Clean STELA Bill Approved by Senate Judiciary Committee

Satellite dishWith provisions of the Satellite Television Extension and Localism Act (STELA) set to sunset at the end of this year, the Senate Judiciary Committee this week advanced a “clean” bill that essentially extends the current law for five years.  Senators Patrick Leahy (D-VT) and Chuck Grassley (R-IA), Chairman and Ranking Member of the Committee respectively, worked together on this reauthorization bill in hopes of swift passage. 

Chairman Leahy declared, “Satellite television legislation should never be partisan – it should be an opportunity for Democrats and Republicans to come together and demonstrate to the American people that we can act responsibly and prevent serious disruption to consumers.”

Similarly, Ranking Member Grassley stated at the introduction of the bill, “Many customers who rely on satellite service don’t have other options for receiving television service.  Reauthorizing this law is important so that the 1.5 million customers who are at risk of losing their satellite service come January will be able to retain access.”

This STELA approach differs from the path taken to date in the House, where the re-authorization has broadened into other communications law battles.  Thankfully, alterations to rules establishing the responsibility of pay-TV providers to carry local TV stations on their base platforms have not been accepted into the re-authorization process thus far.  NRB has been vocal in its concern that Congress not abandon the decades-old commitment to local television, particularly religious television. Indeed, Dr. Jerry A. Johnson, President & CEO of NRB, has declared, “Scuttling the local channel carriage responsibilities of cable and other pay-TV platforms would be a significant detriment to a number of Christian TV stations and the viewers who rely on them for spiritual guidance.”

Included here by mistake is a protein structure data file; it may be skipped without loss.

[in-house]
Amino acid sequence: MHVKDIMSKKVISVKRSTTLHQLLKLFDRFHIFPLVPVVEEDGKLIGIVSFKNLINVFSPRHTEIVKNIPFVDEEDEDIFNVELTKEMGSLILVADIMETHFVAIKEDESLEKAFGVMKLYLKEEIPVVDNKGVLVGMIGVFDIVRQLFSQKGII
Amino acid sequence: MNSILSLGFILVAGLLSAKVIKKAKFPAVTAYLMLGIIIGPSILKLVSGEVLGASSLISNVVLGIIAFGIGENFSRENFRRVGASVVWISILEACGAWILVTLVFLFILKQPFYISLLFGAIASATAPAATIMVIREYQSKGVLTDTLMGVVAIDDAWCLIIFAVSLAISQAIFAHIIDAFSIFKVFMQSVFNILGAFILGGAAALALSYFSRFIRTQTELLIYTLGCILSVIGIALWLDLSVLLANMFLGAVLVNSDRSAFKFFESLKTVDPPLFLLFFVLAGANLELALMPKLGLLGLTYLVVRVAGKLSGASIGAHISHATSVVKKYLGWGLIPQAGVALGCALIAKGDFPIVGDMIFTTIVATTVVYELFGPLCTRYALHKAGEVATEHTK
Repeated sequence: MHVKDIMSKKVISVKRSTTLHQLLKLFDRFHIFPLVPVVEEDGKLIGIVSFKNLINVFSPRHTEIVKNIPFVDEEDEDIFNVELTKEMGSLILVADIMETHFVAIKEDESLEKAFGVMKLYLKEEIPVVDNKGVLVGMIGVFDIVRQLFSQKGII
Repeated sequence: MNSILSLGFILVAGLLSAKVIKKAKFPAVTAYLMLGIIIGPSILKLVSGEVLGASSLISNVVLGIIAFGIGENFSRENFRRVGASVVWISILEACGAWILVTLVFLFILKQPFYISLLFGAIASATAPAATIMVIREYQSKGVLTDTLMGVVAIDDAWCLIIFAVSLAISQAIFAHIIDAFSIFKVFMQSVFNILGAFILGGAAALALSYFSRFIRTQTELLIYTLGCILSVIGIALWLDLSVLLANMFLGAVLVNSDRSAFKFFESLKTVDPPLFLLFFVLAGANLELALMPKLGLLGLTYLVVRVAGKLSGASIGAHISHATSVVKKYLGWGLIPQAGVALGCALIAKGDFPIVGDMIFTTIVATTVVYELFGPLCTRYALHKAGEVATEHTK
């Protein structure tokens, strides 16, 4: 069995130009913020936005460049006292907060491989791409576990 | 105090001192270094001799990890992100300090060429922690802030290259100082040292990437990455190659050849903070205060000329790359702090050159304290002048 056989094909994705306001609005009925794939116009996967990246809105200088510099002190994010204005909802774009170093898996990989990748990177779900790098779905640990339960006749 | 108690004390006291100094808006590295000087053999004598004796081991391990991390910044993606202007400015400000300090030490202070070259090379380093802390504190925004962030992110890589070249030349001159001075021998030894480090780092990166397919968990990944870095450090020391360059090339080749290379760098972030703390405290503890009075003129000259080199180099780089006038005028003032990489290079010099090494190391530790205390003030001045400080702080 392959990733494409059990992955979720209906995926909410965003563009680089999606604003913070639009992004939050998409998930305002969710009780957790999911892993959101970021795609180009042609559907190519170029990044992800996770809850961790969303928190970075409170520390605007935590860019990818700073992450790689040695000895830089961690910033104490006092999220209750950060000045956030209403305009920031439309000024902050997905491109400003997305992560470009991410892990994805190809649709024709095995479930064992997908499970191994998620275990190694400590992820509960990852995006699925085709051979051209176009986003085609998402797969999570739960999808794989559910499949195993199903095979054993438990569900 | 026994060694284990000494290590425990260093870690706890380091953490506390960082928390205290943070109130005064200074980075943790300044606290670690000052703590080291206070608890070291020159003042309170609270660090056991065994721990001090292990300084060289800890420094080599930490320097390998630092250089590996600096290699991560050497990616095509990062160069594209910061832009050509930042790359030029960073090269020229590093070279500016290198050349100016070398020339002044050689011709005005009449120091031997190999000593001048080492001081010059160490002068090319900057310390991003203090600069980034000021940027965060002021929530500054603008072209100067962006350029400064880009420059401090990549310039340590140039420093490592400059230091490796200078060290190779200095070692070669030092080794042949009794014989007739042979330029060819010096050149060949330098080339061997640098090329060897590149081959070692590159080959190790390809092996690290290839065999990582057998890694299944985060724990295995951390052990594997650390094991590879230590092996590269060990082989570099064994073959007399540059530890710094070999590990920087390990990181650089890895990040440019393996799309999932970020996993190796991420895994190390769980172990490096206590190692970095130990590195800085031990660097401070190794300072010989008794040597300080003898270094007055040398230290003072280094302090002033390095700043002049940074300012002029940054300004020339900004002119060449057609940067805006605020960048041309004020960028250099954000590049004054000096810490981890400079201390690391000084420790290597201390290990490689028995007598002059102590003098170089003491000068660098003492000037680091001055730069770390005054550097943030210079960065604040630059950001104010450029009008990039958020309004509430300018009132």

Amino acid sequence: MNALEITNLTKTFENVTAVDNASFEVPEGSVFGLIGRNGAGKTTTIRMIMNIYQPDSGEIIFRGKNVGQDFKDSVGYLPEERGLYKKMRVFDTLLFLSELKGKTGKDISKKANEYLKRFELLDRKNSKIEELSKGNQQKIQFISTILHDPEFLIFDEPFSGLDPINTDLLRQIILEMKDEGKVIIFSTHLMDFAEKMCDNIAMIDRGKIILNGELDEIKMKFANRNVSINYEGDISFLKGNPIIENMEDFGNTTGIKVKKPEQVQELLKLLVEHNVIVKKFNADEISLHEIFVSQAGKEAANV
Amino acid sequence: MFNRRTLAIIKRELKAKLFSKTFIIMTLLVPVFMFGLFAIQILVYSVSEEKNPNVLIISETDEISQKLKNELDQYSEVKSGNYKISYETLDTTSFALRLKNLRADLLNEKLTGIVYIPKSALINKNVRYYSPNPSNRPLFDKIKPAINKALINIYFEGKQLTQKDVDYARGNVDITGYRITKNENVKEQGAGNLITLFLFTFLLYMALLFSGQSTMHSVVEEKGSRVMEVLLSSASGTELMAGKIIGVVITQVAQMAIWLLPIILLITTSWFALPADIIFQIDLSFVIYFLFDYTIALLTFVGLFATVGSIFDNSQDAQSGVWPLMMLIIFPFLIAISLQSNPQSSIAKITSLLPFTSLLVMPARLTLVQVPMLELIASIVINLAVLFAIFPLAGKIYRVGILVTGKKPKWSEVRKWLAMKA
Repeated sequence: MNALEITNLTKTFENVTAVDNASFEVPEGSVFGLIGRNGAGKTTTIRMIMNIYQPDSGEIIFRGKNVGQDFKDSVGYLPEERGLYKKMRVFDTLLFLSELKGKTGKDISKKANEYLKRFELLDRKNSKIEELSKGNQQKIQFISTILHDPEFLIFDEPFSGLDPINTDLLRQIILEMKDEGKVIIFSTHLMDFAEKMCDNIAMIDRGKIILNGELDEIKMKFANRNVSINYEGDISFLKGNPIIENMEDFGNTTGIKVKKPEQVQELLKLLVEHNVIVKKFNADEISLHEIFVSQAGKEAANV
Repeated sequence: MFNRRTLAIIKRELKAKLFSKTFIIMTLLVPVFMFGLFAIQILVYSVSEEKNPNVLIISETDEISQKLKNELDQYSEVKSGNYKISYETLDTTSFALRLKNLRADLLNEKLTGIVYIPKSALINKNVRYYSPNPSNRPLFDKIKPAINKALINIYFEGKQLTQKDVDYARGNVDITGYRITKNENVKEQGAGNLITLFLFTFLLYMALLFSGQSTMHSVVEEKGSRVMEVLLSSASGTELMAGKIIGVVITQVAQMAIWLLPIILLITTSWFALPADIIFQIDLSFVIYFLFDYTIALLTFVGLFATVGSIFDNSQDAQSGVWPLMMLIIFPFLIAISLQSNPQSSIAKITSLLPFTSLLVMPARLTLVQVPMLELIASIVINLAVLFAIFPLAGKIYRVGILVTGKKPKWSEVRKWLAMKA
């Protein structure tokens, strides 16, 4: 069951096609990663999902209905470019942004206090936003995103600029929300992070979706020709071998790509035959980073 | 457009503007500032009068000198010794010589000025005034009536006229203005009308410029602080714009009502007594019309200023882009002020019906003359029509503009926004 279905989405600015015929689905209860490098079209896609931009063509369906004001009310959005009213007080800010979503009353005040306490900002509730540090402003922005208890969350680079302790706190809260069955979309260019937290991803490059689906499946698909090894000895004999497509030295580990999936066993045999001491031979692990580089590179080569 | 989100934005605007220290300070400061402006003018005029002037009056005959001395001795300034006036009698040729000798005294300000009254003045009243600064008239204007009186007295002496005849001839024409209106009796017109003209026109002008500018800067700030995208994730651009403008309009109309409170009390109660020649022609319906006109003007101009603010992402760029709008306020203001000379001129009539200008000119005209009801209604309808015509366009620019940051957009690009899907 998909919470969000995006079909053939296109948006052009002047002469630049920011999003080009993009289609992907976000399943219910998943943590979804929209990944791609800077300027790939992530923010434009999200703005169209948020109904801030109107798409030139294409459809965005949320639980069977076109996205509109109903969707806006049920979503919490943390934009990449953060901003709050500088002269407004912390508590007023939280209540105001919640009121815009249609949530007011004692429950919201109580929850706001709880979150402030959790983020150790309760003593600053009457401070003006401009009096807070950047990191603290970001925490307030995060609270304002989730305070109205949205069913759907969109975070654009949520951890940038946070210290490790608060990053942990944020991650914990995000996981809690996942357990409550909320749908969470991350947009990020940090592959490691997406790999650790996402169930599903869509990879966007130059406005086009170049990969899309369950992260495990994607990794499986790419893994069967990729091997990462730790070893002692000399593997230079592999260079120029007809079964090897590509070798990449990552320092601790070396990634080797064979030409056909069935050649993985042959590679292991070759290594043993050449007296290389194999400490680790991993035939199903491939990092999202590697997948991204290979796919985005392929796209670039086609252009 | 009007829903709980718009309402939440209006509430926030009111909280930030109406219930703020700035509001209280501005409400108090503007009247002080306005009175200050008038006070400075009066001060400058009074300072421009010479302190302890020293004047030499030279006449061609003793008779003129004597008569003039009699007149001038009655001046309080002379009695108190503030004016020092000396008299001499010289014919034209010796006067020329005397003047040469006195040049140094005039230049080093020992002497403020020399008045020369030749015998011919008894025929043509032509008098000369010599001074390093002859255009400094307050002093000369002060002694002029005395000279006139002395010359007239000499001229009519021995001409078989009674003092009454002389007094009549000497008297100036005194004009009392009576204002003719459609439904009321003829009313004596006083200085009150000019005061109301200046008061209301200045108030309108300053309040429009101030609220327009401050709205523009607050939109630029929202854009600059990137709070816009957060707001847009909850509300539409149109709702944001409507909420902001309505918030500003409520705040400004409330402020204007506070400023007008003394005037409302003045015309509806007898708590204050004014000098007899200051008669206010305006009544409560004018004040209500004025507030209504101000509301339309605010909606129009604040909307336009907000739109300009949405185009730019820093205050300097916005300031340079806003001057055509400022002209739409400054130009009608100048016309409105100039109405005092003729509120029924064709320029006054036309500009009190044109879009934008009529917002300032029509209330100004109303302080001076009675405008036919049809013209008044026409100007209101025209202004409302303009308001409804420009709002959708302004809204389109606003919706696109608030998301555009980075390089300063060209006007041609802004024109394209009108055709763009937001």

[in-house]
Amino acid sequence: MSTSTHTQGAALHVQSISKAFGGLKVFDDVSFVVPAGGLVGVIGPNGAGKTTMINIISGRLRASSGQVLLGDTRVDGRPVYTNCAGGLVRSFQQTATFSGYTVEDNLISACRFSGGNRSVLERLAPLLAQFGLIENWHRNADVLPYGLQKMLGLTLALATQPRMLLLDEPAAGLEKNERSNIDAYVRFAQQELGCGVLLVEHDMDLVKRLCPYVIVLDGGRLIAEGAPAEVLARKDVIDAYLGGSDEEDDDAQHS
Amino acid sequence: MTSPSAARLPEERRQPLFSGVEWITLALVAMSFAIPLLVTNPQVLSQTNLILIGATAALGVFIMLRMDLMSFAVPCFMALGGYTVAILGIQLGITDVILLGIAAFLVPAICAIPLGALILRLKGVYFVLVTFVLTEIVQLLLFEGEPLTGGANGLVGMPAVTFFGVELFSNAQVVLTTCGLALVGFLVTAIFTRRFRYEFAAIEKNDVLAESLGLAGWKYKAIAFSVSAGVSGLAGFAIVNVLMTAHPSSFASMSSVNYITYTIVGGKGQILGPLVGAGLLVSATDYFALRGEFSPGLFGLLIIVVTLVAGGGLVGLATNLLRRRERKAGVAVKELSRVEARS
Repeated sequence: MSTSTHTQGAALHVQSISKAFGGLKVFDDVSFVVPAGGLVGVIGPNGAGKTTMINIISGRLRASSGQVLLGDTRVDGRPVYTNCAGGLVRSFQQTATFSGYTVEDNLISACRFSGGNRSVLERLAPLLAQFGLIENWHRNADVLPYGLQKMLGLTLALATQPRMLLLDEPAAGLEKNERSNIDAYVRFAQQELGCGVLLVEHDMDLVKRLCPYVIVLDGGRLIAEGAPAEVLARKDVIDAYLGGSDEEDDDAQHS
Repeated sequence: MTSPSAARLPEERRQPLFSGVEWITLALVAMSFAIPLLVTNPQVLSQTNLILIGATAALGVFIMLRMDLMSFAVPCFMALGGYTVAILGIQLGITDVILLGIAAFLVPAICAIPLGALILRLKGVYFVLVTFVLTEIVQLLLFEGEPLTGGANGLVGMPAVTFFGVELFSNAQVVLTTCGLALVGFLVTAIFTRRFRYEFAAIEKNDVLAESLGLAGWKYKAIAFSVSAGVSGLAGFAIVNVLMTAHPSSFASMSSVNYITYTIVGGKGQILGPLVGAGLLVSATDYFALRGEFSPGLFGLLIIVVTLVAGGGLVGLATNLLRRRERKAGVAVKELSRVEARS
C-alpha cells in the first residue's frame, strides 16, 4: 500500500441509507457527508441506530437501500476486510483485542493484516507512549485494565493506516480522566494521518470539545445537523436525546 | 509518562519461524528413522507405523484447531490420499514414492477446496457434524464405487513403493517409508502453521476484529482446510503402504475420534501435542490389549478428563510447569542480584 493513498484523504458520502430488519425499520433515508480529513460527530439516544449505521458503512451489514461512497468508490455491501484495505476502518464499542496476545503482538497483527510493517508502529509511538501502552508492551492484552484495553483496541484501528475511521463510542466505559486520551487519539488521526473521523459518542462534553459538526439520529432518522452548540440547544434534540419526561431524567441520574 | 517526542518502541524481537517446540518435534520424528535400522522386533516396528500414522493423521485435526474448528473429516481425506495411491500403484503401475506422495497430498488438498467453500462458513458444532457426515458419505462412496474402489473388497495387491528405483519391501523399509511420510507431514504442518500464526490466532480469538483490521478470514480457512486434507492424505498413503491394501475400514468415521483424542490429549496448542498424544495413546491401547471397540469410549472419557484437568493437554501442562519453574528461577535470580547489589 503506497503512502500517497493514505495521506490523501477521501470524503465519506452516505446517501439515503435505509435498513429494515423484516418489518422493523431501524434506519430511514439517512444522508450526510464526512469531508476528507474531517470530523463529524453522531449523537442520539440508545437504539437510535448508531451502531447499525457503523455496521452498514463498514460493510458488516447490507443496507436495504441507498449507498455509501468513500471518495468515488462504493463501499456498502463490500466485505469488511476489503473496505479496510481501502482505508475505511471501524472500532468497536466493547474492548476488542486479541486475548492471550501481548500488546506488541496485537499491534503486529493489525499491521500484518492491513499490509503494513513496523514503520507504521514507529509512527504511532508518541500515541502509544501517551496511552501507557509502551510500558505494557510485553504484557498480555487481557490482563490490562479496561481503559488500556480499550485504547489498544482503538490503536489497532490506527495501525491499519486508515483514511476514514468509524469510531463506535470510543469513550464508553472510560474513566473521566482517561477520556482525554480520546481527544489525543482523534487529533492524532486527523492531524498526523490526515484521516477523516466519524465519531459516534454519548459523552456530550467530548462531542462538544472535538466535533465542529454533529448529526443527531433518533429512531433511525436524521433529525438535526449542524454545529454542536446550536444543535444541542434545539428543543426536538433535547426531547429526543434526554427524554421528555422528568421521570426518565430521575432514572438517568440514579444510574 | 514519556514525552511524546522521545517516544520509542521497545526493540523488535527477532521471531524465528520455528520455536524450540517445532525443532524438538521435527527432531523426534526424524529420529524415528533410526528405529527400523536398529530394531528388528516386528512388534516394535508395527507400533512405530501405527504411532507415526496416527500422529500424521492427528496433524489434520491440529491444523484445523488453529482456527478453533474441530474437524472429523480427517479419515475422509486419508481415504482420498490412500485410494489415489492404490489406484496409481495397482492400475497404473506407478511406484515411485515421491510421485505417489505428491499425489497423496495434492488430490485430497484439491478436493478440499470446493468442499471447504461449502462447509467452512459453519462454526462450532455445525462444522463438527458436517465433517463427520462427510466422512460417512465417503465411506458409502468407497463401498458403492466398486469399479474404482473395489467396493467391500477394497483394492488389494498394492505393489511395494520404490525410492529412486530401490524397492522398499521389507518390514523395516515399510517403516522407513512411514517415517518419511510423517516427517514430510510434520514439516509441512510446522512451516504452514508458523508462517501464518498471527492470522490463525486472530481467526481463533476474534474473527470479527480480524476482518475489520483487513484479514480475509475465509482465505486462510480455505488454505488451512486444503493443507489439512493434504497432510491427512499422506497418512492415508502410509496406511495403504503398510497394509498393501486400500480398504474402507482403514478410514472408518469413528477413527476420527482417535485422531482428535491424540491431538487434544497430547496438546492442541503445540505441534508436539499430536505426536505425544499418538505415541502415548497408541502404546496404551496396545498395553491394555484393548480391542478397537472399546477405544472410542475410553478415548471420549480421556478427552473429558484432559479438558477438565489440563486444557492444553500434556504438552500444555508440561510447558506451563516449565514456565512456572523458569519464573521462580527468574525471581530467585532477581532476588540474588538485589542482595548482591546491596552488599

Under regular order, STELA re-authorization legislation must pass through the Judiciary and Commerce Committees of both the House and Senate.

By Aaron Mercer, Vice President of Government Relations

Published: June 27, 2014